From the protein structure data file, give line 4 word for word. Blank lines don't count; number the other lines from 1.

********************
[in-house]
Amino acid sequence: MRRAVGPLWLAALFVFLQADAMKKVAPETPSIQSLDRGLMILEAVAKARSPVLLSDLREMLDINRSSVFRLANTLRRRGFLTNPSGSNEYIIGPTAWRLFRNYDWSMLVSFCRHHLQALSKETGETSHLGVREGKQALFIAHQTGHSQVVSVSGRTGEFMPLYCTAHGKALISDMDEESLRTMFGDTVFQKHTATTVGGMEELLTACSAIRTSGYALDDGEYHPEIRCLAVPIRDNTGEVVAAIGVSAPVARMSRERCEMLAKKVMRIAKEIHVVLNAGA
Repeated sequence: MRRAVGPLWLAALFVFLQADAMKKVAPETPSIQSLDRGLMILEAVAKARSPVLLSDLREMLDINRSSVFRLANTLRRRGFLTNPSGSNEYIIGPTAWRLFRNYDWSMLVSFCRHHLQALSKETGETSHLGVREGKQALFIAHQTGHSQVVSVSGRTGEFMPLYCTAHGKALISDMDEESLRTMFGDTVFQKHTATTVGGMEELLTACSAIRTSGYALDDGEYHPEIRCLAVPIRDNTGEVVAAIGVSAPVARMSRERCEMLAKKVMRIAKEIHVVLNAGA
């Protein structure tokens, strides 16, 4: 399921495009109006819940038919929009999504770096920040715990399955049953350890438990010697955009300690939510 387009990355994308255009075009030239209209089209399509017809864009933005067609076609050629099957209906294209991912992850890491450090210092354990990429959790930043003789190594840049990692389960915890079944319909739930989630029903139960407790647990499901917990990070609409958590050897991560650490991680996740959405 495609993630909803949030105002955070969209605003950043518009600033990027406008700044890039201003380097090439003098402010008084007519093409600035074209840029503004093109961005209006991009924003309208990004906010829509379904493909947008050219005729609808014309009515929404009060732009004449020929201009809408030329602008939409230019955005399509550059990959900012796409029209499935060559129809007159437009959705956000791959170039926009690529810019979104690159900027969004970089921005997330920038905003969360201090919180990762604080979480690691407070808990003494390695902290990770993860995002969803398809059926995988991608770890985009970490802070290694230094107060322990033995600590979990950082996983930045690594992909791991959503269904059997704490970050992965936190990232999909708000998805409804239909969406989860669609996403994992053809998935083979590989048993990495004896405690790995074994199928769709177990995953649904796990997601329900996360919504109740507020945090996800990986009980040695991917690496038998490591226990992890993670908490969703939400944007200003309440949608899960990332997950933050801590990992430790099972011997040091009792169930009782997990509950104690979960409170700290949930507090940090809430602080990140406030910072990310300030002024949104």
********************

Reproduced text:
């Protein structure tokens, strides 16, 4: 399921495009109006819940038919929009999504770096920040715990399955049953350890438990010697955009300690939510 387009990355994308255009075009030239209209089209399509017809864009933005067609076609050629099957209906294209991912992850890491450090210092354990990429959790930043003789190594840049990692389960915890079944319909739930989630029903139960407790647990499901917990990070609409958590050897991560650490991680996740959405 495609993630909803949030105002955070969209605003950043518009600033990027406008700044890039201003380097090439003098402010008084007519093409600035074209840029503004093109961005209006991009924003309208990004906010829509379904493909947008050219005729609808014309009515929404009060732009004449020929201009809408030329602008939409230019955005399509550059990959900012796409029209499935060559129809007159437009959705956000791959170039926009690529810019979104690159900027969004970089921005997330920038905003969360201090919180990762604080979480690691407070808990003494390695902290990770993860995002969803398809059926995988991608770890985009970490802070290694230094107060322990033995600590979990950082996983930045690594992909791991959503269904059997704490970050992965936190990232999909708000998805409804239909969406989860669609996403994992053809998935083979590989048993990495004896405690790995074994199928769709177990995953649904796990997601329900996360919504109740507020945090996800990986009980040695991917690496038998490591226990992890993670908490969703939400944007200003309440949608899960990332997950933050801590990992430790099972011997040091009792169930009782997990509950104690979960409170700290949930507090940090809430602080990140406030910072990310300030002024949104």